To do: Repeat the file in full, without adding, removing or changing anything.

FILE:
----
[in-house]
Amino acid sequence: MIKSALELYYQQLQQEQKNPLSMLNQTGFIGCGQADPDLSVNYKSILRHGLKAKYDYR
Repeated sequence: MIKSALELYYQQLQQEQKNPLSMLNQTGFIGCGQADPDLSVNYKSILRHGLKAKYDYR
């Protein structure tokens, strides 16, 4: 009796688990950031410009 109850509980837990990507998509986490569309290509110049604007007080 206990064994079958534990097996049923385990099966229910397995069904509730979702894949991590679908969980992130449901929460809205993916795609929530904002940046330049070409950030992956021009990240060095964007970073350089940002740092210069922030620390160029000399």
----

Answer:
[in-house]
Amino acid sequence: MIKSALELYYQQLQQEQKNPLSMLNQTGFIGCGQADPDLSVNYKSILRHGLKAKYDYR
Repeated sequence: MIKSALELYYQQLQQEQKNPLSMLNQTGFIGCGQADPDLSVNYKSILRHGLKAKYDYR
């Protein structure tokens, strides 16, 4: 009796688990950031410009 109850509980837990990507998509986490569309290509110049604007007080 206990064994079958534990097996049923385990099966229910397995069904509730979702894949991590679908969980992130449901929460809205993916795609929530904002940046330049070409950030992956021009990240060095964007970073350089940002740092210069922030620390160029000399």